Back to Work!

After a glorious two-week break, I’m back at home and sharpening up the pencils (figuratively of course, who does that?), to get back to work on the dissertation.  We had a wonderful time in Florida, and we also got to spend a little time with T.’s family on our trip down.  She’s back across the pond, but will be back in a couple of months on her next rotation.

In the mean time, I’ve got work to do, and I can finally see the light at the end of the tunnel. I’m almost there y’all, almost there!  It’s been difficult to get back on my writing schedule, but I’m finally starting to feel like myself again and able to focus on my work.

For your viewing pleasure, here a couple of photos from the trip. 🙂

IMG_1118

Oh, did I tell y’all I am a space geek? We stopped by the U.S. Space and Rocket Center on the way back home!

IMG_1149

Notes on a Holiday Break

So much has happened over the past few weeks, that I barely know where to start.  I’ll just jump right in and if this point seems disjointed and random, that’s probably because that is what my life feels like right now.

First, the good news: The semester ended well and I’ll be teaching Intro to LGBT Studies in the spring and LGBTQ Identities in Popular Culture this summer. I’m excited about both courses and I’m itching to put my Black lesbian feminist spin on both of these topics.

My daughter graduated from college on December 9th, and the whole family celebrated the occasion for at least a week. She was also offered a job (albeit part-time), where she completed her internship, so she’s now an assistant editor at a pretty posh little magazine in the South. I had her sign her first issue ’cause I know she’s going to be famous someday!

IMG_0773

After spending three weeks with the fam, I met up with T. in Chattanooga to meet my new “in-laws” for the first time. I was a bit nervous at first, but I had the best time with them and they welcomed me with open arms. Literally. EVERYBODY I met hugged me. I got to tell you, that’s one of the things I love about being in the South with Black people, we aren’t afraid to show you that we love you.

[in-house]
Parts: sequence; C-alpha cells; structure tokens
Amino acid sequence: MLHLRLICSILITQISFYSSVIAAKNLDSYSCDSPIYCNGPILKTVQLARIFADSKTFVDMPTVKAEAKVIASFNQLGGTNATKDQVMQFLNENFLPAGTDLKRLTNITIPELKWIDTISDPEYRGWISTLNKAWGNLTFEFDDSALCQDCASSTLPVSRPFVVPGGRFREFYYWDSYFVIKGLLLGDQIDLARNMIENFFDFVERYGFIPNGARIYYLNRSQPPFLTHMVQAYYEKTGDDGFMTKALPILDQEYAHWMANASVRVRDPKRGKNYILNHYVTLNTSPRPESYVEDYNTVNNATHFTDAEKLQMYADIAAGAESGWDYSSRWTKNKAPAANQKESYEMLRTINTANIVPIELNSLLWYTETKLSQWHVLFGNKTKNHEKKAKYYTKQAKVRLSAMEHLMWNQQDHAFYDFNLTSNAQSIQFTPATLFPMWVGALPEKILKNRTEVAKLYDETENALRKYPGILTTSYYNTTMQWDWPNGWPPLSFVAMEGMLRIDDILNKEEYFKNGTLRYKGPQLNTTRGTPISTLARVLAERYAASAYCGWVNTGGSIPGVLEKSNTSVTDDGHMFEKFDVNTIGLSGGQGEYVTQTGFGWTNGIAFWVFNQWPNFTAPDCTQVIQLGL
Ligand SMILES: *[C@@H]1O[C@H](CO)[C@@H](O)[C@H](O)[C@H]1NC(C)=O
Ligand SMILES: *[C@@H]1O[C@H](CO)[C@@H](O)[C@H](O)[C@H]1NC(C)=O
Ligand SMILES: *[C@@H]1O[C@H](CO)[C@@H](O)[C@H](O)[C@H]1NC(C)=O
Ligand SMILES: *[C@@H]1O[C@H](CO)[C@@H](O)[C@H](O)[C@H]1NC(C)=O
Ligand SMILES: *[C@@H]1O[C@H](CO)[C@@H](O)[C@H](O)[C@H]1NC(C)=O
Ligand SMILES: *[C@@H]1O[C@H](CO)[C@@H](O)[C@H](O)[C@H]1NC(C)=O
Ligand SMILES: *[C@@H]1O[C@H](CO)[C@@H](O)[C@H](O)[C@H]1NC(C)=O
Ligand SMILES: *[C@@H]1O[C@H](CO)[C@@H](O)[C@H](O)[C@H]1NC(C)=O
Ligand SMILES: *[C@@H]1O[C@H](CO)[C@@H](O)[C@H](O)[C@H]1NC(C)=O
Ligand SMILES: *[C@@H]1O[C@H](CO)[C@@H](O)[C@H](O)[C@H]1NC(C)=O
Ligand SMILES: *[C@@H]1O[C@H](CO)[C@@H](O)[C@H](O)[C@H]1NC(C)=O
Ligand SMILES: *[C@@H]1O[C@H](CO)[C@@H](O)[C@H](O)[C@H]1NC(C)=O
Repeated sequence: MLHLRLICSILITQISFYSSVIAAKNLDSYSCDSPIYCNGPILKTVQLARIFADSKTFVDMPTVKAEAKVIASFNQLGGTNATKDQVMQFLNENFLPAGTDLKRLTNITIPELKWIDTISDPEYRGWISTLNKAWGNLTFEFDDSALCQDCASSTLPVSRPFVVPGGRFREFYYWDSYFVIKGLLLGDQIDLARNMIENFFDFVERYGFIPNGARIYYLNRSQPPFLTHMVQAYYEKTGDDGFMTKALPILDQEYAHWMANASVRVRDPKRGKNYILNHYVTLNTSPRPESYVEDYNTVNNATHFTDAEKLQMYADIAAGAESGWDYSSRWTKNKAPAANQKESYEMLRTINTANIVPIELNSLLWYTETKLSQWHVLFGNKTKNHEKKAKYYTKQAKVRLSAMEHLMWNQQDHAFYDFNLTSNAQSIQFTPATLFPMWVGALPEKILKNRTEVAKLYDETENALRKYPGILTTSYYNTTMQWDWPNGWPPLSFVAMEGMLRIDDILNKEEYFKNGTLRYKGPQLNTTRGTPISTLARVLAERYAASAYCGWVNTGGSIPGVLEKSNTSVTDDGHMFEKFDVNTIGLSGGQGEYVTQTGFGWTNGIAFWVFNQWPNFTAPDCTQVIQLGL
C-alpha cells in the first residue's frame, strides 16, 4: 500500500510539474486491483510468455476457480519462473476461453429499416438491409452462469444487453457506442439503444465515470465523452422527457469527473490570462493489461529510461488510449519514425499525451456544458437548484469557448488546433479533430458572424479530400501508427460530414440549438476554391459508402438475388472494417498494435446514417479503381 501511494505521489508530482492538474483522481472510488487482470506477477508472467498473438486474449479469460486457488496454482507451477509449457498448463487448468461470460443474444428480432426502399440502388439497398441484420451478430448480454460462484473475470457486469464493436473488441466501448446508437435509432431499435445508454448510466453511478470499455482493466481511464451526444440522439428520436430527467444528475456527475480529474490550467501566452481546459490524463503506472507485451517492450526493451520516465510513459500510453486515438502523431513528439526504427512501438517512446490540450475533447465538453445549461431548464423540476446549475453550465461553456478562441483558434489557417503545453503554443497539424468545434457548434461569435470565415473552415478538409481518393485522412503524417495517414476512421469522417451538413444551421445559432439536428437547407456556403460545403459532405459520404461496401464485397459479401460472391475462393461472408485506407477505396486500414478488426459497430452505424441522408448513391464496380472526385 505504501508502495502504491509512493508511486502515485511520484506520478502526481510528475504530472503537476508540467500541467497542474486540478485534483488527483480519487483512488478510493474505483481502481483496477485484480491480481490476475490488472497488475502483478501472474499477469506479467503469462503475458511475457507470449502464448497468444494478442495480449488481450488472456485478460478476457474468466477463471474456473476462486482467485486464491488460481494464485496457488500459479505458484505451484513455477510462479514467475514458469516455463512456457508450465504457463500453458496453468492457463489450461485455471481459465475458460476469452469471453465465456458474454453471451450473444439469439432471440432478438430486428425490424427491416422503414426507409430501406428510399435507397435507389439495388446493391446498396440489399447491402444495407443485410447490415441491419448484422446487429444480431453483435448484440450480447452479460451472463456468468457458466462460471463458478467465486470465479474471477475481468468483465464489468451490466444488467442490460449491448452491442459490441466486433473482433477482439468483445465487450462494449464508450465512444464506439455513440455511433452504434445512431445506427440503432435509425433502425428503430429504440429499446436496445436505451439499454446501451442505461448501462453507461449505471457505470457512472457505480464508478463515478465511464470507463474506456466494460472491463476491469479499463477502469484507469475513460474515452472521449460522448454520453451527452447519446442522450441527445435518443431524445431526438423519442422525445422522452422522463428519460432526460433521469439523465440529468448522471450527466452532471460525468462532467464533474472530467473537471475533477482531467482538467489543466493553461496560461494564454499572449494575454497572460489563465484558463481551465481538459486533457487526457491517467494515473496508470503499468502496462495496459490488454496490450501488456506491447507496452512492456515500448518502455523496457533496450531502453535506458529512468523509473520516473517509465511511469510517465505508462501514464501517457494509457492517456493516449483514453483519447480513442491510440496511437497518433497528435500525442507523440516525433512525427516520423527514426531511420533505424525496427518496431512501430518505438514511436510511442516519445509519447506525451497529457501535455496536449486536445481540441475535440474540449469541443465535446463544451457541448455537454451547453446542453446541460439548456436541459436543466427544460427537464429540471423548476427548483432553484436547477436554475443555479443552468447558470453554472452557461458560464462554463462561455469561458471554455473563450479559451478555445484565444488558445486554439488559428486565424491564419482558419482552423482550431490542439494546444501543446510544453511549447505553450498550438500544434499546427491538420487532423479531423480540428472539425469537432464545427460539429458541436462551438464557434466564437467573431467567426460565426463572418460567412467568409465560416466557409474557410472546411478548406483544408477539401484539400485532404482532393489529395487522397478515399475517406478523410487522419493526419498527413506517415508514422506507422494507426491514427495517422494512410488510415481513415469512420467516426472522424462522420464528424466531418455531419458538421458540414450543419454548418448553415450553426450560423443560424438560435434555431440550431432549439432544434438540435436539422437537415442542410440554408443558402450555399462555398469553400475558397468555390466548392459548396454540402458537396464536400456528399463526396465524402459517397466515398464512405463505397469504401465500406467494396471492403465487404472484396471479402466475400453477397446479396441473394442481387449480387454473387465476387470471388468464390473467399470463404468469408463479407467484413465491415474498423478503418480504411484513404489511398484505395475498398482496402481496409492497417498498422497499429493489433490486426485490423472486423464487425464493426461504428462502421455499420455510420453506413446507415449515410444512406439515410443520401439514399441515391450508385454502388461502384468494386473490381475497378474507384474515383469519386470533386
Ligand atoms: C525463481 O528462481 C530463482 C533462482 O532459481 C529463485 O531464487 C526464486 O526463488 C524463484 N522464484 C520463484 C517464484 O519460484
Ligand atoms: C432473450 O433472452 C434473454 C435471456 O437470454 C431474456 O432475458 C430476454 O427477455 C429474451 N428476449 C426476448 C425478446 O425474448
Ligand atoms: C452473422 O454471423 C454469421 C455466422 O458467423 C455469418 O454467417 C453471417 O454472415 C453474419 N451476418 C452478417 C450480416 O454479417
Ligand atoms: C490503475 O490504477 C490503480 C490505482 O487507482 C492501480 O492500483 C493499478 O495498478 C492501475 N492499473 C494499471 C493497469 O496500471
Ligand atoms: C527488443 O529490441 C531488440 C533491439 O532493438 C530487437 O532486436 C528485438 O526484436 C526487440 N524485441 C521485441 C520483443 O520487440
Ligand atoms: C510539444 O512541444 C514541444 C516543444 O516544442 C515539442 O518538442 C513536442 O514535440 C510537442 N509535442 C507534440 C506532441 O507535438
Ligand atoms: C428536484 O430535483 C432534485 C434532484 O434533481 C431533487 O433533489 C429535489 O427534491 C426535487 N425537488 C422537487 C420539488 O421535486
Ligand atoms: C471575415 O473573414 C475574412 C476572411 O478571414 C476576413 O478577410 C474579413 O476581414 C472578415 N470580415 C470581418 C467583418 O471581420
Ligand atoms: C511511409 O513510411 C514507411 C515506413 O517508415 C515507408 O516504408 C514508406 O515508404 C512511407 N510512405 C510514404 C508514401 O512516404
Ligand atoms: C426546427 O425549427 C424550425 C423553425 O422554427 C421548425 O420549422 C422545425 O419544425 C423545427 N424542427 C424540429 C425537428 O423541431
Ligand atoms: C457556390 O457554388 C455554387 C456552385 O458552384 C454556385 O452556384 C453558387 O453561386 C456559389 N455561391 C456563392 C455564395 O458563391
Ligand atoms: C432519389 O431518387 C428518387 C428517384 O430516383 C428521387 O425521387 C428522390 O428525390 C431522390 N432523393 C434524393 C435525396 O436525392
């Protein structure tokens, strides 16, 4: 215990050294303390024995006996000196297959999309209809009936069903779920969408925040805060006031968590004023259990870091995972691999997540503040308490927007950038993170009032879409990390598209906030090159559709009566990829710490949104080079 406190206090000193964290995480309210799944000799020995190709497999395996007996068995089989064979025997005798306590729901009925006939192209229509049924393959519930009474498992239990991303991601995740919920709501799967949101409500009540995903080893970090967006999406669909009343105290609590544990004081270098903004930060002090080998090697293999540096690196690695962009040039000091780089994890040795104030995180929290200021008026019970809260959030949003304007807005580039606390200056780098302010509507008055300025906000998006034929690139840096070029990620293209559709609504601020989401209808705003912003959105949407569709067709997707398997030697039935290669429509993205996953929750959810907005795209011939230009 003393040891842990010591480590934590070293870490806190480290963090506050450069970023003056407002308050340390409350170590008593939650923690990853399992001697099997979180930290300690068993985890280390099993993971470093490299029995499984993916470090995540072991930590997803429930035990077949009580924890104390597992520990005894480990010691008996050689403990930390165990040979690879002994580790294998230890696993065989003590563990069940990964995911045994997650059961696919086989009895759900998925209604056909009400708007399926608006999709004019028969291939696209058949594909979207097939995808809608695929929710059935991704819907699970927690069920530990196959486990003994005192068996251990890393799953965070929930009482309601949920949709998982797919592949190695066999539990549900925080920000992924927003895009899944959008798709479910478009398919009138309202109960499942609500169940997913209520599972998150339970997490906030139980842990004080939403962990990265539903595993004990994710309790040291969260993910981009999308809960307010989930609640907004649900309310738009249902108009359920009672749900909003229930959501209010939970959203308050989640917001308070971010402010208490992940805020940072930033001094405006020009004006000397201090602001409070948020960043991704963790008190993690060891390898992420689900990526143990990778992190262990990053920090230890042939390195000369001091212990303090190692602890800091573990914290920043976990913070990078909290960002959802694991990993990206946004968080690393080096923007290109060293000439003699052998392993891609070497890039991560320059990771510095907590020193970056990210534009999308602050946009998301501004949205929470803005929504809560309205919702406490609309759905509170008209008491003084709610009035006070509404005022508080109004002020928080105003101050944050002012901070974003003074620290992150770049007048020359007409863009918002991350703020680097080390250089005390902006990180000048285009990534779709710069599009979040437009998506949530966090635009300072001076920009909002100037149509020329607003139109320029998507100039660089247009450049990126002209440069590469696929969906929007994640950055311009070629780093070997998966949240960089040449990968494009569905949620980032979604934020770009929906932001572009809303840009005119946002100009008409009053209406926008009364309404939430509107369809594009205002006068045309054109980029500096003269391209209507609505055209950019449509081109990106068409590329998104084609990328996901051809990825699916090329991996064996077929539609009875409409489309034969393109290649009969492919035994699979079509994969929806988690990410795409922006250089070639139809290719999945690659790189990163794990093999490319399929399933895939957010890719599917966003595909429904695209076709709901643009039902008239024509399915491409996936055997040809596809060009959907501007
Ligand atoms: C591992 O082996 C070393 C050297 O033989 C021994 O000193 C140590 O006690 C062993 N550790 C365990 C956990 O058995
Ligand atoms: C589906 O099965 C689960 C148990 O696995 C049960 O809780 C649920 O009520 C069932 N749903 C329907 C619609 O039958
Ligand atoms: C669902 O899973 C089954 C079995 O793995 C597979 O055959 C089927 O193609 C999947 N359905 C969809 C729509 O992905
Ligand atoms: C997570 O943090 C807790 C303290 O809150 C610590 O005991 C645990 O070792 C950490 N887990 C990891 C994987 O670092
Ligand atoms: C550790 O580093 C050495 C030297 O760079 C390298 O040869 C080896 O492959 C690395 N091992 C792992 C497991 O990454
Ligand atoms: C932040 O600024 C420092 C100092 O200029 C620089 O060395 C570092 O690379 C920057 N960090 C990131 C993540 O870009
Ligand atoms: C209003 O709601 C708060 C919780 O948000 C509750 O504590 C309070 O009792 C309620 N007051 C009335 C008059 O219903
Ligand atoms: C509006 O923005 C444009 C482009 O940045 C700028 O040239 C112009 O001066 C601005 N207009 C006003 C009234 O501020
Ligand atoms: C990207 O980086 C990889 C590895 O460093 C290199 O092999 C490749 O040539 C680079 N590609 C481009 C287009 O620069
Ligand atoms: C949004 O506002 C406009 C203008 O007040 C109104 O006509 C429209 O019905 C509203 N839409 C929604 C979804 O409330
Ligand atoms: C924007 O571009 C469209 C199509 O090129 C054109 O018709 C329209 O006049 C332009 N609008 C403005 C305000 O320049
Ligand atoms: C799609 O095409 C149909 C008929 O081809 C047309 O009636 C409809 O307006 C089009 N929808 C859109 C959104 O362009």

On to the bad news: My mom fell ill while I was home, and after she was admitted to the hospital with possible pneumonia, we found out that she had had a minor heart attack. How the heck did she have a heart attack and no one knew??? She said she probably passed it off as indigestion and I believe her, but she also had a stroke last year with hardly any symptoms.  We’ve got to keep a better eye on her, and she’s got to tell us when something hurts! I won’t theorize here about Black women being “strong” and keeping our pain to ourselves (you can look it up for yourself), but I do believe this is part and parcel why she kept so quiet about not feeling good.

My mini-vacation to Edmonton with T. was cancelled due to the weather (I missed my flight) and her flight was delayed for two days.  This wasn’t such a bad thing, but I probably won’t get back out there until mid-March.

IMG_0843

Finally, I’m in a love/hate relationship with my dissertation right now. This probably deserves its own post, but I’ll just say that I’ve struggled this past semester in ways that I had not thought imaginable. I’m nearly done with the chapter I’m currently working on, but just couldn’t seem to break through my writing fog until today. I don’t know if it’s the dismal job market, current ennui with my topic, or the current state of academia writ large, but I’ve been rethinking this whole Ph.D. thing for a few months now.  I came into this thing fully aware of the risks, but since I’ve been in academia I’ve seen what seems to be a full-scale assault on academic freedom/dissent, the adjunctification of academic labor, as well as come to realize that not everybody working in Women’s/LGBT Studies is as feminist as they claim. Still, I absolutely adore my home discipline of American Studies, even as it comes under fire for its correct decision to boycott Israeli academic institutions.

I’m no baby (no offense to the babies out there), but I started this thing at 40, having enjoyed a decent career in corporate America. However, academic in-fighting and posturing, arm-chair activism, and the never-ending hierarchies sometimes leave me wondering if I made the right choice.  In other words, if another person tells me I’m “just a grad student” one more time, I’m going to punch them in the throat. I’m 44 years old, I’m not “just” anything. Only in academia are you expected to give up life and limb for paltry pay and the privilege of being at the bottom of the academic heap. The undergraduates are treated with more respect. I have not experienced this in my home discipline, but I most certainly have in other areas of the institution with which I am currently affiliated.

But on the other hand, I have the extreme privilege of watching my students “come to consciousness” and knowing that when they leave my classroom, they are better equipped to deal with the issues they will most certainly face in the real world, and that I’ve helped them to think more critically about their role in maintaining or disrupting the race, class, gender, and sexual systems of oppression that impact all of us. On more than one occasion I’ve been blessed with a hug or a kind note of appreciation from a student.